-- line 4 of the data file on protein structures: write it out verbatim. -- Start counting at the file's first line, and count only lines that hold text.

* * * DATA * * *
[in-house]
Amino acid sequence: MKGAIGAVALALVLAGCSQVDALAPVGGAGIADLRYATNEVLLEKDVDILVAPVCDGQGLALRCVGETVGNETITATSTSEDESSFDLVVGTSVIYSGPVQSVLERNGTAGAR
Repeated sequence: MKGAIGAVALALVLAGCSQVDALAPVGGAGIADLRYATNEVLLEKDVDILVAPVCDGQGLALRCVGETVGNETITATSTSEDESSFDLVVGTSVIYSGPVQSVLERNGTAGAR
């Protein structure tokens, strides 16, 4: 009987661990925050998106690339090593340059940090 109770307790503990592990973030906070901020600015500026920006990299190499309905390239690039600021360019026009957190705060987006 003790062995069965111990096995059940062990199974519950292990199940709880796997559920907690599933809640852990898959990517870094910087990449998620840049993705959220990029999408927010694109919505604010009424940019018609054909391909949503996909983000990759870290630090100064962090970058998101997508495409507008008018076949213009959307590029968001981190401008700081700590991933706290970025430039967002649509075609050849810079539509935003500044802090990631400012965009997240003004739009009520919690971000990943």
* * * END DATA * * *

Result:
């Protein structure tokens, strides 16, 4: 009987661990925050998106690339090593340059940090 109770307790503990592990973030906070901020600015500026920006990299190499309905390239690039600021360019026009957190705060987006 003790062995069965111990096995059940062990199974519950292990199940709880796997559920907690599933809640852990898959990517870094910087990449998620840049993705959220990029999408927010694109919505604010009424940019018609054909391909949503996909983000990759870290630090100064962090970058998101997508495409507008008018076949213009959307590029968001981190401008700081700590991933706290970025430039967002649509075609050849810079539509935003500044802090990631400012965009997240003004739009009520919690971000990943």